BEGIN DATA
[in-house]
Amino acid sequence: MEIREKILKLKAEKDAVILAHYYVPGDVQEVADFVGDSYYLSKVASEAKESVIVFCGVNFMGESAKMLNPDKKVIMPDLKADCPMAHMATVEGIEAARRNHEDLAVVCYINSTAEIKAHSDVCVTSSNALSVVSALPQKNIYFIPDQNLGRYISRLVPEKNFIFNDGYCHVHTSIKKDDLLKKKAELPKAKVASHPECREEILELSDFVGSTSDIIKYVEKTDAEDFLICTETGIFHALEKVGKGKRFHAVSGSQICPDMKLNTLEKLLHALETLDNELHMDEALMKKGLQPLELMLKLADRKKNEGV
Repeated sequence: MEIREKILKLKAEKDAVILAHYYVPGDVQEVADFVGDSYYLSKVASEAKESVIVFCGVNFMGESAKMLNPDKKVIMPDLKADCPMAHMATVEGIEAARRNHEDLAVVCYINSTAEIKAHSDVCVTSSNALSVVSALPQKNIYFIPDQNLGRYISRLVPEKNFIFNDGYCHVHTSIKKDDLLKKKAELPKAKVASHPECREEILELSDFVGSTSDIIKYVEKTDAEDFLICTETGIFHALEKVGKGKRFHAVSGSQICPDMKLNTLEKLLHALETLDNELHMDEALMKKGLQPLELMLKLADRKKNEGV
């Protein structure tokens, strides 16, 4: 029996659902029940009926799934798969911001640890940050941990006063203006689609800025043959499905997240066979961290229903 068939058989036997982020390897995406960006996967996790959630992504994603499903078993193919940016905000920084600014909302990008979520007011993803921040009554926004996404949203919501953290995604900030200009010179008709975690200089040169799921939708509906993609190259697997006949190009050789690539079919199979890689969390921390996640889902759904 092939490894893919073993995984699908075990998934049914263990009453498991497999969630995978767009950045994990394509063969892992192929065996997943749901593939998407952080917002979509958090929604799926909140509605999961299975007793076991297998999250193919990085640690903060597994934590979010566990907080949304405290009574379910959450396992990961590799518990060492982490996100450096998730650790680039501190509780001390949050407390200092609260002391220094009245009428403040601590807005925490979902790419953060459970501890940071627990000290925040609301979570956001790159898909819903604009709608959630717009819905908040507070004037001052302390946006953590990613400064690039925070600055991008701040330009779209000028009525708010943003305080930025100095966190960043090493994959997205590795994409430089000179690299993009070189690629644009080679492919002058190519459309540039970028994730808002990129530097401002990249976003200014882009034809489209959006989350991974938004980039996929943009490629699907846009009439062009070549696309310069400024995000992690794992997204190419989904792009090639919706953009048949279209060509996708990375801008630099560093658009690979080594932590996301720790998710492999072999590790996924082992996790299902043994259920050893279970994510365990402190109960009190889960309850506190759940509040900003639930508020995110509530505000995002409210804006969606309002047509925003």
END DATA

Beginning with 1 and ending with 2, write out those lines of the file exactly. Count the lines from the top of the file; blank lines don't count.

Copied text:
[in-house]
Amino acid sequence: MEIREKILKLKAEKDAVILAHYYVPGDVQEVADFVGDSYYLSKVASEAKESVIVFCGVNFMGESAKMLNPDKKVIMPDLKADCPMAHMATVEGIEAARRNHEDLAVVCYINSTAEIKAHSDVCVTSSNALSVVSALPQKNIYFIPDQNLGRYISRLVPEKNFIFNDGYCHVHTSIKKDDLLKKKAELPKAKVASHPECREEILELSDFVGSTSDIIKYVEKTDAEDFLICTETGIFHALEKVGKGKRFHAVSGSQICPDMKLNTLEKLLHALETLDNELHMDEALMKKGLQPLELMLKLADRKKNEGV